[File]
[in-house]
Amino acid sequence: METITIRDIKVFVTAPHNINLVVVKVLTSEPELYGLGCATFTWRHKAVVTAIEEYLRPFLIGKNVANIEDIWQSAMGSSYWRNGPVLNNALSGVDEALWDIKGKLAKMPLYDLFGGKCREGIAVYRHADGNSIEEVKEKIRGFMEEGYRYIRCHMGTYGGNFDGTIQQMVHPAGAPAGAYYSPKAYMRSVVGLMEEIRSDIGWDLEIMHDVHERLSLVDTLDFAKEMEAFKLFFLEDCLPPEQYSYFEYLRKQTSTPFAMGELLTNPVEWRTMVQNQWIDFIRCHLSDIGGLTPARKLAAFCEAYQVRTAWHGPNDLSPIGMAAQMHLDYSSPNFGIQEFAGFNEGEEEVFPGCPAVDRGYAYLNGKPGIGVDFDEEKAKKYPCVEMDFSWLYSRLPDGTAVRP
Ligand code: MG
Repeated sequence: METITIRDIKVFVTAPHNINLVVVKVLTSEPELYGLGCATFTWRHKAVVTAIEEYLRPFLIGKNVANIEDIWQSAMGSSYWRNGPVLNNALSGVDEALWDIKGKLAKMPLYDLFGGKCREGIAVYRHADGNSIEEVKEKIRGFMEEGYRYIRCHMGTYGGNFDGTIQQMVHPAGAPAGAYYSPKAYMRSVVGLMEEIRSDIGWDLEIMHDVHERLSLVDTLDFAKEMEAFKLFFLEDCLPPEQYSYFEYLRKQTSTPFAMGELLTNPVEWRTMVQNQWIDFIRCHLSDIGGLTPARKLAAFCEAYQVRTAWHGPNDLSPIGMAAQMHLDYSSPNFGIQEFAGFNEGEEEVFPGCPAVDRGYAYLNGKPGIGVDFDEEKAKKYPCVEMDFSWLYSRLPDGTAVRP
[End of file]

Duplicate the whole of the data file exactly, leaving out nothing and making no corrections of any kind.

[in-house]
Amino acid sequence: METITIRDIKVFVTAPHNINLVVVKVLTSEPELYGLGCATFTWRHKAVVTAIEEYLRPFLIGKNVANIEDIWQSAMGSSYWRNGPVLNNALSGVDEALWDIKGKLAKMPLYDLFGGKCREGIAVYRHADGNSIEEVKEKIRGFMEEGYRYIRCHMGTYGGNFDGTIQQMVHPAGAPAGAYYSPKAYMRSVVGLMEEIRSDIGWDLEIMHDVHERLSLVDTLDFAKEMEAFKLFFLEDCLPPEQYSYFEYLRKQTSTPFAMGELLTNPVEWRTMVQNQWIDFIRCHLSDIGGLTPARKLAAFCEAYQVRTAWHGPNDLSPIGMAAQMHLDYSSPNFGIQEFAGFNEGEEEVFPGCPAVDRGYAYLNGKPGIGVDFDEEKAKKYPCVEMDFSWLYSRLPDGTAVRP
Ligand code: MG
Repeated sequence: METITIRDIKVFVTAPHNINLVVVKVLTSEPELYGLGCATFTWRHKAVVTAIEEYLRPFLIGKNVANIEDIWQSAMGSSYWRNGPVLNNALSGVDEALWDIKGKLAKMPLYDLFGGKCREGIAVYRHADGNSIEEVKEKIRGFMEEGYRYIRCHMGTYGGNFDGTIQQMVHPAGAPAGAYYSPKAYMRSVVGLMEEIRSDIGWDLEIMHDVHERLSLVDTLDFAKEMEAFKLFFLEDCLPPEQYSYFEYLRKQTSTPFAMGELLTNPVEWRTMVQNQWIDFIRCHLSDIGGLTPARKLAAFCEAYQVRTAWHGPNDLSPIGMAAQMHLDYSSPNFGIQEFAGFNEGEEEVFPGCPAVDRGYAYLNGKPGIGVDFDEEKAKKYPCVEMDFSWLYSRLPDGTAVRP